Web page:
Calls for newly-appointed Housing Minister Eoghan Murphy to scrap the help-to-buy scheme are quickly becoming the consensus, as one leading banking figure becomes the latest voice to state it is doing more harm than good.
Wim Verbraeken, the chief executive of KBC Bank Ireland, said at an investor meeting in Dublin yesterday that it served to "actually reinforce demand and it translated, we believe, very quickly, into higher house prices, rather than in an increased ability for first-time buyers to buy their homes."
The lending boss added that "there is no silver bullet that will solve this problem. It will come down to a combination of initiatives."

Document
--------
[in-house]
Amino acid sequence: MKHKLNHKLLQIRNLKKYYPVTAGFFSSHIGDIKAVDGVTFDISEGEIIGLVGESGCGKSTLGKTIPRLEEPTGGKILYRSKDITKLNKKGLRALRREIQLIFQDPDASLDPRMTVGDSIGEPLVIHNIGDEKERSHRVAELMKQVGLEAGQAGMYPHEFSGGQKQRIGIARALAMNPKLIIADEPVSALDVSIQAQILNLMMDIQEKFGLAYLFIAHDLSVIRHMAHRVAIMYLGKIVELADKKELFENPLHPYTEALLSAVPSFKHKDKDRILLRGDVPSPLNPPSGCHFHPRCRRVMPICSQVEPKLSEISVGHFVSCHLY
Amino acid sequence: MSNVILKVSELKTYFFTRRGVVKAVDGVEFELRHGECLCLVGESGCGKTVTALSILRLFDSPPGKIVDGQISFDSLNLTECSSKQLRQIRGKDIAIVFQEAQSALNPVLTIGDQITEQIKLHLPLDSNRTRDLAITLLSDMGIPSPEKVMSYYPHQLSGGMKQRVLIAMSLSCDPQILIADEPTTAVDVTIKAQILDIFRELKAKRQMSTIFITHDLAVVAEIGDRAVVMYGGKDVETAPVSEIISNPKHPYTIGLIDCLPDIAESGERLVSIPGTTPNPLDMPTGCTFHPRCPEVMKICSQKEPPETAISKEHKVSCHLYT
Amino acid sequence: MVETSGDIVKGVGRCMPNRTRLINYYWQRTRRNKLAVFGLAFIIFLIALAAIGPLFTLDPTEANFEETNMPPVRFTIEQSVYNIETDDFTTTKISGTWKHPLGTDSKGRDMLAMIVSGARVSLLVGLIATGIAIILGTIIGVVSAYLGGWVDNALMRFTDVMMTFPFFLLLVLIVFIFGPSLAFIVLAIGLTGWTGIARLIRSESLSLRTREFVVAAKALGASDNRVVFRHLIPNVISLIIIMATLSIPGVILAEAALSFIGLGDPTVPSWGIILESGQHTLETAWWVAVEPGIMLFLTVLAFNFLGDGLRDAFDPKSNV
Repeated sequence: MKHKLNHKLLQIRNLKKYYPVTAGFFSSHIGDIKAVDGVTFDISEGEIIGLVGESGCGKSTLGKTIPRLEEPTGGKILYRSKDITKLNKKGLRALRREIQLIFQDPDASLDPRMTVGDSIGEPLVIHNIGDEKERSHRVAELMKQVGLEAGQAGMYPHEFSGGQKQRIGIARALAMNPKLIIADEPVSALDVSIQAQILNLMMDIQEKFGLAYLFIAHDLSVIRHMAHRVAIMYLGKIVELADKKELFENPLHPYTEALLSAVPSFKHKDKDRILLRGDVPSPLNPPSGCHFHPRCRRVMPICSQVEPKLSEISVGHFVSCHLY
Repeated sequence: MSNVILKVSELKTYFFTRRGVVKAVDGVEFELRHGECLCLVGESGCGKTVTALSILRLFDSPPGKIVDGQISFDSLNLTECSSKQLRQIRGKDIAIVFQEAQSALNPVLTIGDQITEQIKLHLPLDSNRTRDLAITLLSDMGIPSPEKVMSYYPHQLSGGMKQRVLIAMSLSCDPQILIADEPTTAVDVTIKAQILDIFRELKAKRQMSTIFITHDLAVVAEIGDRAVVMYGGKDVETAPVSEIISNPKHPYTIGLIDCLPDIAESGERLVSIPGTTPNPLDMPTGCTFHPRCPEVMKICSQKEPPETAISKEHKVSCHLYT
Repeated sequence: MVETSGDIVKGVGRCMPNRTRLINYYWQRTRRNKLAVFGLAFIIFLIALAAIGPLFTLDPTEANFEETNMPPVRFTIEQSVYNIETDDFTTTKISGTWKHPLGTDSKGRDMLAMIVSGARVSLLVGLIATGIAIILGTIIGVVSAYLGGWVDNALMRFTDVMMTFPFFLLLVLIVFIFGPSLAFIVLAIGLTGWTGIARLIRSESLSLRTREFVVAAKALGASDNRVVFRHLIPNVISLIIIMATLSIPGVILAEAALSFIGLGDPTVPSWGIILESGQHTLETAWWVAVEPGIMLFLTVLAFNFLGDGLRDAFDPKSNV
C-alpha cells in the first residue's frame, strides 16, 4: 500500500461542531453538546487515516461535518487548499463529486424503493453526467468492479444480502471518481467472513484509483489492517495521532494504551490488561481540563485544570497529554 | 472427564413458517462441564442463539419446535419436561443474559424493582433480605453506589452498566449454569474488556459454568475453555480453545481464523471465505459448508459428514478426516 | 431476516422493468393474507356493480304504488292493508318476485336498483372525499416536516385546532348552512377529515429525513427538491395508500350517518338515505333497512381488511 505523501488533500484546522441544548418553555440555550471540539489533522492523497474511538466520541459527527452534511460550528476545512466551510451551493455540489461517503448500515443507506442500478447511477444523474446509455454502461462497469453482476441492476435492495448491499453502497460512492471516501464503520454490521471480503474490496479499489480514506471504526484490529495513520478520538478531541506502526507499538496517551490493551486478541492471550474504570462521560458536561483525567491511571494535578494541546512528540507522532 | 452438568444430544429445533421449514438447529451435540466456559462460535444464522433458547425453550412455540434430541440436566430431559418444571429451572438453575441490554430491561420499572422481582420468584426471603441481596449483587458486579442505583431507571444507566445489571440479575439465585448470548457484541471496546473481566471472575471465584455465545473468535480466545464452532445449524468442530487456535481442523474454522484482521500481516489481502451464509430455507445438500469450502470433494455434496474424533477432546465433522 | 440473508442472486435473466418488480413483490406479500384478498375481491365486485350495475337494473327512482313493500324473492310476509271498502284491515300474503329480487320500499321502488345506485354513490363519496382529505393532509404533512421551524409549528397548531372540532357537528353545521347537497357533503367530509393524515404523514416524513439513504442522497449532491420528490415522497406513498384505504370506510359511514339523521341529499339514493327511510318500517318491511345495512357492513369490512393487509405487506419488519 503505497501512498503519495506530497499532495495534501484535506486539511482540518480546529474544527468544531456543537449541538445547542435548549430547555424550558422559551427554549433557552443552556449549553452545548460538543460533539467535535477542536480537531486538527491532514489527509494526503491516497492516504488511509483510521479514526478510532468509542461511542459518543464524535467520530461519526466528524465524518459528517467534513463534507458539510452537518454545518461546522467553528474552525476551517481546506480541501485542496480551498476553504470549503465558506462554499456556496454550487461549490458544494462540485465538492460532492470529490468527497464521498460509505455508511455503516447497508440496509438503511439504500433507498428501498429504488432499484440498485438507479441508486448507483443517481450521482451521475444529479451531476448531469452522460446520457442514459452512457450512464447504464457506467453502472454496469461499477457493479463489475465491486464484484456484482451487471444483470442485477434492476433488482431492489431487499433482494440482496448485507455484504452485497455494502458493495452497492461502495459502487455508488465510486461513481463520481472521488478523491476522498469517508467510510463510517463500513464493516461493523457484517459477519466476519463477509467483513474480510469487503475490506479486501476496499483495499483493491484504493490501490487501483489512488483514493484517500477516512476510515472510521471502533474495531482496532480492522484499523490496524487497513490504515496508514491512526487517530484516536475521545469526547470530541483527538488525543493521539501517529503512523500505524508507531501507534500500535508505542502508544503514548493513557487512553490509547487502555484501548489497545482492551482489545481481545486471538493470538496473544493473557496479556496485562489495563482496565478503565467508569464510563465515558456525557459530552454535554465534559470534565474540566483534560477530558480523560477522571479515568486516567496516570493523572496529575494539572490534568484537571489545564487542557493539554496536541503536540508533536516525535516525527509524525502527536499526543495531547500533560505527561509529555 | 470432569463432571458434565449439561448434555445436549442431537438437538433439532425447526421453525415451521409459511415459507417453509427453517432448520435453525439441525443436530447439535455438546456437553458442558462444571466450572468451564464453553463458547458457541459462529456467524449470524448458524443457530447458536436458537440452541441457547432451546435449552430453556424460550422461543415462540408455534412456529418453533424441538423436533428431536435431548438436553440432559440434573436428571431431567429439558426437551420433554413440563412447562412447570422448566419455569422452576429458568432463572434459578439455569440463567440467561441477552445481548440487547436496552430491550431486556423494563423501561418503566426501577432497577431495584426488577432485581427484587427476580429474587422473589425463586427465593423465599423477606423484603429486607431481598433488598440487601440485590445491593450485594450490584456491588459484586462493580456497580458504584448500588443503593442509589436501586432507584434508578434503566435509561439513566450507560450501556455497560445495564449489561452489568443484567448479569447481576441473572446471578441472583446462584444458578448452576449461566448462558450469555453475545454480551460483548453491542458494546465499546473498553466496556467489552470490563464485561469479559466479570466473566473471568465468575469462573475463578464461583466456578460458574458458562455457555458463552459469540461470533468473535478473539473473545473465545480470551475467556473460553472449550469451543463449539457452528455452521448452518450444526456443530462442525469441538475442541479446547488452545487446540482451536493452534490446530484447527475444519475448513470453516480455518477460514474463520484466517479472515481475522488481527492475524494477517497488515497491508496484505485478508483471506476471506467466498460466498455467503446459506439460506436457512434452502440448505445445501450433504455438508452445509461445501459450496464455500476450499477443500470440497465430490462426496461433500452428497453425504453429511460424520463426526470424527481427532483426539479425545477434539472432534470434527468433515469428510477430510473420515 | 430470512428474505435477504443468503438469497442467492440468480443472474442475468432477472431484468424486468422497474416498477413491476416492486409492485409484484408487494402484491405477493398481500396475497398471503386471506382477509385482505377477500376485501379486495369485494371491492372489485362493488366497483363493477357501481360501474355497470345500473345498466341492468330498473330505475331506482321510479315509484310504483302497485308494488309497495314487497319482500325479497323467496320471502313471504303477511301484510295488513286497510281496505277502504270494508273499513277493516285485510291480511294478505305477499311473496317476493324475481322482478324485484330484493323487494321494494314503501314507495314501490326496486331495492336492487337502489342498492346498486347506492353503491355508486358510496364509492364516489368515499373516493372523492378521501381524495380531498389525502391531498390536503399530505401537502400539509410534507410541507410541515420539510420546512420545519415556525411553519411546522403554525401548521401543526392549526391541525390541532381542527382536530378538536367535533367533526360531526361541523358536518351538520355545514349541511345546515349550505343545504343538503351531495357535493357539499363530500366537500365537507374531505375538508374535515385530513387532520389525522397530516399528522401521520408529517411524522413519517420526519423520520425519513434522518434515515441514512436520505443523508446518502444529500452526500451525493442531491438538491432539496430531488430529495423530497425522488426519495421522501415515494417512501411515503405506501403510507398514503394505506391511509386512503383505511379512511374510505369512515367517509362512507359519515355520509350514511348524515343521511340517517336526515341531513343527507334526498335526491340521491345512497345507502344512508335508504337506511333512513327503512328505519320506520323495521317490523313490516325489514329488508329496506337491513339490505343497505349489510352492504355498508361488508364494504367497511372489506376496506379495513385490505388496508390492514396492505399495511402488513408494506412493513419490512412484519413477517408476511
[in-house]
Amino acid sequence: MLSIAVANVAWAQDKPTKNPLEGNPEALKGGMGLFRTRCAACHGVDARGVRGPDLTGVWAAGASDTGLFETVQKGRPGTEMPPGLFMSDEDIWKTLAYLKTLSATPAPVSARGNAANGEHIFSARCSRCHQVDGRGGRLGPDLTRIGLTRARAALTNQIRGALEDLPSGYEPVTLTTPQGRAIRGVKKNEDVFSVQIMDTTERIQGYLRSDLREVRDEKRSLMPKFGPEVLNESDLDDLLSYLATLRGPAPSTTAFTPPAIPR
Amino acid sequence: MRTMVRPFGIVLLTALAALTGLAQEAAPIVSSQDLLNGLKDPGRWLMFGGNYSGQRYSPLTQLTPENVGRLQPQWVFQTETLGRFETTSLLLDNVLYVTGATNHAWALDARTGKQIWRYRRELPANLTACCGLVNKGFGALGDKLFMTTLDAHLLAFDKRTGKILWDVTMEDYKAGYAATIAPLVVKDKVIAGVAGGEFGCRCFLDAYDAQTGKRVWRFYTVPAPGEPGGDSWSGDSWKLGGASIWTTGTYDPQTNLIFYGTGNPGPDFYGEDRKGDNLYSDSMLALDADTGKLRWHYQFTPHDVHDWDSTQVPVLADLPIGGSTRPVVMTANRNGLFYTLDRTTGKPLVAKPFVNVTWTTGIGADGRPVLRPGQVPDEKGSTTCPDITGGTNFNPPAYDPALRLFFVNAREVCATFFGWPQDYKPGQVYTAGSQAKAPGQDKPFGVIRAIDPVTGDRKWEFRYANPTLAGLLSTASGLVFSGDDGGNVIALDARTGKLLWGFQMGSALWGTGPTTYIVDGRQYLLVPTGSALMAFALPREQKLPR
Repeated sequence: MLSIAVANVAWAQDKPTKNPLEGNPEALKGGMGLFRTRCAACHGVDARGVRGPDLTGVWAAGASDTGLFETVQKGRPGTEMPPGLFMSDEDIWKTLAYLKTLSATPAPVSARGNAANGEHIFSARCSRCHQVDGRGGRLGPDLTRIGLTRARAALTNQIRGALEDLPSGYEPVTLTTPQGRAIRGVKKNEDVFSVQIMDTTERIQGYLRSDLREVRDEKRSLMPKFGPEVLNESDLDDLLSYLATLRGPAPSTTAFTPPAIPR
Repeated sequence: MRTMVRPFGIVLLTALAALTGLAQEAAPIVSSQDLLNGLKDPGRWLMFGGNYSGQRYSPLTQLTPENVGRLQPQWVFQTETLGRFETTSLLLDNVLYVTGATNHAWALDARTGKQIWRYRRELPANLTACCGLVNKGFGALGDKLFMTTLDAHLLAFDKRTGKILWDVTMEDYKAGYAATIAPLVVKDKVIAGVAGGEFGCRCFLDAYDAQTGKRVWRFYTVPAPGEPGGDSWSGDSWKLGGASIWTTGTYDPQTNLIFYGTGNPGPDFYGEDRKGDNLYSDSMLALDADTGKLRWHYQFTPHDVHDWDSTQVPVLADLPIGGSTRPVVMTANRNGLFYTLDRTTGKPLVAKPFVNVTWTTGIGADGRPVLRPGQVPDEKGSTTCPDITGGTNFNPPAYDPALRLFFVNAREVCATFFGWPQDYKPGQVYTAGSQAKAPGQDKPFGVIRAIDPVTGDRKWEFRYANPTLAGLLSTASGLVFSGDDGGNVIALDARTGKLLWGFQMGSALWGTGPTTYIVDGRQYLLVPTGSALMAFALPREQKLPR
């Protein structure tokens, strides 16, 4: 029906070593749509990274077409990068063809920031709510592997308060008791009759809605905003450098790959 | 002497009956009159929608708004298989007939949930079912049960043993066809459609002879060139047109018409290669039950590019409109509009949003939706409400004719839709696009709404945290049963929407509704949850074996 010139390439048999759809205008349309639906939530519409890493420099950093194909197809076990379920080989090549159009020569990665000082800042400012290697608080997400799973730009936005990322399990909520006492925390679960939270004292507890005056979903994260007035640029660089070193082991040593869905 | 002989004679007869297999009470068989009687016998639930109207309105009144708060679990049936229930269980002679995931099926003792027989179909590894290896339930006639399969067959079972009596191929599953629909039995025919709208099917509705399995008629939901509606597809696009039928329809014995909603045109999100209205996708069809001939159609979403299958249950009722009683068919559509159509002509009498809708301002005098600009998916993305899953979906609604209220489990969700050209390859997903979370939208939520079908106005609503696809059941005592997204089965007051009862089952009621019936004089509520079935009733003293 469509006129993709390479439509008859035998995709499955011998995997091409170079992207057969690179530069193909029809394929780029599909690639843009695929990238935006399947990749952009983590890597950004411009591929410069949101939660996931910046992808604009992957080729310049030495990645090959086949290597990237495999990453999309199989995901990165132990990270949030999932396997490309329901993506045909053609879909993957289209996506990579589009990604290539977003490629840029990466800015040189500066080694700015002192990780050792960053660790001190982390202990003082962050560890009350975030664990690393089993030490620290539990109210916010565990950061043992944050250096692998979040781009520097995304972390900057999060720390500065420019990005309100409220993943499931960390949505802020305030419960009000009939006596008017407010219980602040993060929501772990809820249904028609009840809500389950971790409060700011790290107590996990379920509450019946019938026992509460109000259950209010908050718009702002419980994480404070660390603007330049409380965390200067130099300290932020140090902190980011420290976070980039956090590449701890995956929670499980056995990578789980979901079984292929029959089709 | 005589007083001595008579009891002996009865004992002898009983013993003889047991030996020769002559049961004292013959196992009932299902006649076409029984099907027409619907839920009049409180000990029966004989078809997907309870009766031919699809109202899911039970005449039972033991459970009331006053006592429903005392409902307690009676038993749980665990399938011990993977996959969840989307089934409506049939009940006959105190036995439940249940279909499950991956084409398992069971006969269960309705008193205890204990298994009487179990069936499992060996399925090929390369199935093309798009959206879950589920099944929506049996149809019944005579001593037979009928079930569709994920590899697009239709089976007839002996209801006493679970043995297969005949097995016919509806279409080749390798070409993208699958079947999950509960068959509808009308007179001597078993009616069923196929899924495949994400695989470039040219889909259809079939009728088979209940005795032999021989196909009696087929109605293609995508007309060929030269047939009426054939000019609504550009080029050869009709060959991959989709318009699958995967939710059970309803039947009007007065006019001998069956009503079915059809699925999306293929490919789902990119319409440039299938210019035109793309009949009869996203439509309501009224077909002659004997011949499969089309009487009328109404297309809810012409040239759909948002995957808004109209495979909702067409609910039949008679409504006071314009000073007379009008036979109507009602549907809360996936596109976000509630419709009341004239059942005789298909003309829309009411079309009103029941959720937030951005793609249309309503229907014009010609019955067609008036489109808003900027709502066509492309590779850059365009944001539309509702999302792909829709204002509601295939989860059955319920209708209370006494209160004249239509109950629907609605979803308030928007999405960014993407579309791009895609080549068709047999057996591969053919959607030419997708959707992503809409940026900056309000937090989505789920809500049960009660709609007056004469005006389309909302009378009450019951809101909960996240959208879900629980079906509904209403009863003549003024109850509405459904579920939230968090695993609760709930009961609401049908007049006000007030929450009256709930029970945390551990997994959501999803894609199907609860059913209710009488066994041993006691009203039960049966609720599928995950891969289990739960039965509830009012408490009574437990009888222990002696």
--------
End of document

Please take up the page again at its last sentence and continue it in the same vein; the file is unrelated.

The scheme, which was only introduced in January, provides first-time buyers with a maximum refund of €20,000 for newly-built properties valued at up to €400,000.
Murphy has revealed that a review of it is currently underway and that he could potentially scrap the scheme depending on its findings.
The minister said on Sunday: "It is a concern of mine and it is a concern that perhaps it hasn’t achieved the delivery on the supply side that we need."
Fianna Fáil’s finance spokesman Michael McGrath told The Irish Times that the Government had created a "complete mess" in the housing sector.
Mr McGrath said: "When you do an intervention in the property market you are creating a distortion, and when a scheme is brought to an end there is further distortion."